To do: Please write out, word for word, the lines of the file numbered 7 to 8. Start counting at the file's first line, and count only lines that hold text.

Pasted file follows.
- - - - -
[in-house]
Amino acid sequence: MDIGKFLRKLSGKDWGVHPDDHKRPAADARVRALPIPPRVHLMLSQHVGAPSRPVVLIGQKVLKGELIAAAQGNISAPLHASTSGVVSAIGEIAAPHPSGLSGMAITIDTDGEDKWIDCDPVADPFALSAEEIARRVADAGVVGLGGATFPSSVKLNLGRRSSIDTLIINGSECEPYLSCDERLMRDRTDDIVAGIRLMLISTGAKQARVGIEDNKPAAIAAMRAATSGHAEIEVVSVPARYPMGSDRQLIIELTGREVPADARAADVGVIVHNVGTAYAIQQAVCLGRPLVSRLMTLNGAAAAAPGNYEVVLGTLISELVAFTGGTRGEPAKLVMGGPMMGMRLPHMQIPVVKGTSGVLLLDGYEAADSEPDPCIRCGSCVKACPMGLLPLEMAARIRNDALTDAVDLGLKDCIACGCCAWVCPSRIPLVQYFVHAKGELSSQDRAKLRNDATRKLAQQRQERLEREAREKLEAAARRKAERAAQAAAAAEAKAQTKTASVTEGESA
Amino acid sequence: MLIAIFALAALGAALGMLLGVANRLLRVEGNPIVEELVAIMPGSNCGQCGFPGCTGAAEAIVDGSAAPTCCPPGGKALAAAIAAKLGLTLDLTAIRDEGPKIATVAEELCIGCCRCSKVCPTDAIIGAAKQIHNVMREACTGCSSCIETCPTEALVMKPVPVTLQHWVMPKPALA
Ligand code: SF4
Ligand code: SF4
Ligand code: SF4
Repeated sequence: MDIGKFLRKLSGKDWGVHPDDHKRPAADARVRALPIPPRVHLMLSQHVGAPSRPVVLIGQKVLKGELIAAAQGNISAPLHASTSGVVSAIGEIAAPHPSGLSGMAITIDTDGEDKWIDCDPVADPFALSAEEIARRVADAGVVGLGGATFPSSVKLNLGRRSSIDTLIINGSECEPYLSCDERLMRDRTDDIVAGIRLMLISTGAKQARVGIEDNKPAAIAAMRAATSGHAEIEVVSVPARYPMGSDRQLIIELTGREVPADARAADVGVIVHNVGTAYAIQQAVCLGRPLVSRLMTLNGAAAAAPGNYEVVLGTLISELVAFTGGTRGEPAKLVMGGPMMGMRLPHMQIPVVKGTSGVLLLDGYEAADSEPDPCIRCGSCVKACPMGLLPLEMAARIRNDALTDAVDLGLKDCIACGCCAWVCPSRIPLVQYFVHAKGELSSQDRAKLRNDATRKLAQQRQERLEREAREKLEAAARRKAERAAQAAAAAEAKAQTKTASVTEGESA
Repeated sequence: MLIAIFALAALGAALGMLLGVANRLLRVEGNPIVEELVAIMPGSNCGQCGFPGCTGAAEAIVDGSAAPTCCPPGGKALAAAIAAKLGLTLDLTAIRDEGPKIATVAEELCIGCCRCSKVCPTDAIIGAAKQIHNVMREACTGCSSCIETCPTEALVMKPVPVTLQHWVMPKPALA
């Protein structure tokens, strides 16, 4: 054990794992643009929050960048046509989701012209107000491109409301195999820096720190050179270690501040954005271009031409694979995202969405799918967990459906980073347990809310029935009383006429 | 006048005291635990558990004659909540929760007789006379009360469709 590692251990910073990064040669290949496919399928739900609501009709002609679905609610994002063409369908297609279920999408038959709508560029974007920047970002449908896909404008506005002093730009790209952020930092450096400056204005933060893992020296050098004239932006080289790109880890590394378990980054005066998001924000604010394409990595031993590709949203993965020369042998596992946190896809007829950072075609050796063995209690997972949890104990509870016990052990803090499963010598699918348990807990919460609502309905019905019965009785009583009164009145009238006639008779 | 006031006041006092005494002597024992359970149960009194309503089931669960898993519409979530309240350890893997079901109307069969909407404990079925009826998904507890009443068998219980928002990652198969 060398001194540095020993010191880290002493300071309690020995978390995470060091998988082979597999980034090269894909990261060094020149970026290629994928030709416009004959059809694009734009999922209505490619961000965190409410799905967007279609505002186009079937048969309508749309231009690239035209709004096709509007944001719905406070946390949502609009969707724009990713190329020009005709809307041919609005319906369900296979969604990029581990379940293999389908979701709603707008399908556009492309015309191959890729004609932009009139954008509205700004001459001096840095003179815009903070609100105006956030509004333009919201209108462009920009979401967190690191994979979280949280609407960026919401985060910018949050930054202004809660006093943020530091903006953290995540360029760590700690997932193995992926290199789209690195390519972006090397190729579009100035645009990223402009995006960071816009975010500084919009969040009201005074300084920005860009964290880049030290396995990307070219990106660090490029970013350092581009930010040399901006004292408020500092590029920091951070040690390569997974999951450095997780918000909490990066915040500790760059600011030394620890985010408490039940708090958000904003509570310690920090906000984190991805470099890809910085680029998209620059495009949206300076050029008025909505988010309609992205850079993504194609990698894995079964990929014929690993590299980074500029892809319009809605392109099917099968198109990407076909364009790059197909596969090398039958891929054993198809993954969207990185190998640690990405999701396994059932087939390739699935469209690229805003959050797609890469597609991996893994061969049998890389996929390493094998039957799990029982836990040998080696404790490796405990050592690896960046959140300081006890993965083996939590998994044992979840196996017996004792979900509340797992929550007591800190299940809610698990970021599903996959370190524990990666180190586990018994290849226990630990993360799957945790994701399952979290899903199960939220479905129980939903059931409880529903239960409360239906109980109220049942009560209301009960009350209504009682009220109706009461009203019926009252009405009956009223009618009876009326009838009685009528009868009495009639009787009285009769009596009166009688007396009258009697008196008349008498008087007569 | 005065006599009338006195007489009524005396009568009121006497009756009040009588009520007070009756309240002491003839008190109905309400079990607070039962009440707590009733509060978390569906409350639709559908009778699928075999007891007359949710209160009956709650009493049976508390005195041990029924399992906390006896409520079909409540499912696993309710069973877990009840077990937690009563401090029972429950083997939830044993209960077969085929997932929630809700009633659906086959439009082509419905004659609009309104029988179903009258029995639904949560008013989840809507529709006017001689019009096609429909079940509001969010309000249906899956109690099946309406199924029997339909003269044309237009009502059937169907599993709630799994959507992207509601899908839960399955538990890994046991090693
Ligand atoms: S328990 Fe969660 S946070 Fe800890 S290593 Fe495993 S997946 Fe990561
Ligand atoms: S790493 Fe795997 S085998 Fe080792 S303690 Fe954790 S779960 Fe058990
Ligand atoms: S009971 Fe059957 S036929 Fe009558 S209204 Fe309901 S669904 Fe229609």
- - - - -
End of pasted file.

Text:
Repeated sequence: MDIGKFLRKLSGKDWGVHPDDHKRPAADARVRALPIPPRVHLMLSQHVGAPSRPVVLIGQKVLKGELIAAAQGNISAPLHASTSGVVSAIGEIAAPHPSGLSGMAITIDTDGEDKWIDCDPVADPFALSAEEIARRVADAGVVGLGGATFPSSVKLNLGRRSSIDTLIINGSECEPYLSCDERLMRDRTDDIVAGIRLMLISTGAKQARVGIEDNKPAAIAAMRAATSGHAEIEVVSVPARYPMGSDRQLIIELTGREVPADARAADVGVIVHNVGTAYAIQQAVCLGRPLVSRLMTLNGAAAAAPGNYEVVLGTLISELVAFTGGTRGEPAKLVMGGPMMGMRLPHMQIPVVKGTSGVLLLDGYEAADSEPDPCIRCGSCVKACPMGLLPLEMAARIRNDALTDAVDLGLKDCIACGCCAWVCPSRIPLVQYFVHAKGELSSQDRAKLRNDATRKLAQQRQERLEREAREKLEAAARRKAERAAQAAAAAEAKAQTKTASVTEGESA
Repeated sequence: MLIAIFALAALGAALGMLLGVANRLLRVEGNPIVEELVAIMPGSNCGQCGFPGCTGAAEAIVDGSAAPTCCPPGGKALAAAIAAKLGLTLDLTAIRDEGPKIATVAEELCIGCCRCSKVCPTDAIIGAAKQIHNVMREACTGCSSCIETCPTEALVMKPVPVTLQHWVMPKPALA